I loved The Dog Stars. It felt like a fresh take on a post apocalyptic world (a flu variation wiped out most of humanity). This first person narrative focused more on the narrator's state of mind, past and present. This story transplanted me to his world. While there are scenes of action and violence, they are few and far between, with the horror of the world being more psychological. It's a tale of Hig, his beloved dog, his airplane, and his brilliant and angry survivalist partner Bangley. I was fascinated with the relationship between Hig and Bangley. While there were some times when the narration was a little over-the-top wistful, I still loved this book. It has stayed with me in a way that few books do. This lends itself especially well to the audio format. This had a bit of the feel of The Road by Cormac McCarthy, with The Dog Stars being more engaging.
This novel grabbed me from the start. I found myself really caring about the protagonist, who narrated the story. He's a middle-aged guy who made a mistake as a teen which continues to haunt him and his family. I was engaged with his present and past life, and was surprised with how much I loved this story. It was heading towards a 5 star review for me, but the exciting, action-packed climax did disappoint me, feeling like something I have read in so many thrillers. The mystery and characters drew me in, but the end just went for the action. Still, I strongly recommend this 4.5 star novel.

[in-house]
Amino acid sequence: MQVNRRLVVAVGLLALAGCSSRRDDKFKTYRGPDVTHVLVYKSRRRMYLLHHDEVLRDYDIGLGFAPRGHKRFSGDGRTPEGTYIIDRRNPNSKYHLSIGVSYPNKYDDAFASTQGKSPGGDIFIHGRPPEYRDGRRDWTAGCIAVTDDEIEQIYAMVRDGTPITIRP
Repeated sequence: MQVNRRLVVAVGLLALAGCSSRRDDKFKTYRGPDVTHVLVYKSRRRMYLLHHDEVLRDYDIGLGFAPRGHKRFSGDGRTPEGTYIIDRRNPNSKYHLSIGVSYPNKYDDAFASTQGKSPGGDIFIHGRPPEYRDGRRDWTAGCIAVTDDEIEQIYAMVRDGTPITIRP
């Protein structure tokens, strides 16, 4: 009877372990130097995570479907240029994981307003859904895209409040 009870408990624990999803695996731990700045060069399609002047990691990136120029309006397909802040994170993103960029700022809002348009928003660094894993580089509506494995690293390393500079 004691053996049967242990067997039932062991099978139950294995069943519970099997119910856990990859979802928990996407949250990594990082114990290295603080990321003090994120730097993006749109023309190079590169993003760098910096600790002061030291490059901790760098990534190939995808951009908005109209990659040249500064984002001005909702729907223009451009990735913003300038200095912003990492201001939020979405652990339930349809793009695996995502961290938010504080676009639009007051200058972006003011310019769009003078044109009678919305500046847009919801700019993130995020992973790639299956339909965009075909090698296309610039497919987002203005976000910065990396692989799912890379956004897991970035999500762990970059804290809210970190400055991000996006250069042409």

George Colt mixes the story of his life as one of four brothers (coming of age in the 60's and 70's) along with famous and infamous brothers throughout history. The author's own life story is fascinating, and was my favorite part of this book (it was about a third of the book). This would have been a 5 star pure memoir. Stories of different brothers in history are woven throughout the book - some being major chapters and others being shorter references. These include The Booth brothers, the Thoreaus, the Marx Brothers, and the Kelloggs Brothers. Some of the historical pieces are more interesting than others (the Kelloggs chapter was the most interesting). The way the author left and then returned to a set of brothers was a bit disconcerting. I am close in age to the author, and I enjoyed listening to this book and thinking of my own brother and myself, as well as my own three sons. While this could have been better edited, with some slow parts here and there, I still liked much of it, and loved a lot too. It's a book that stays with me more than other books.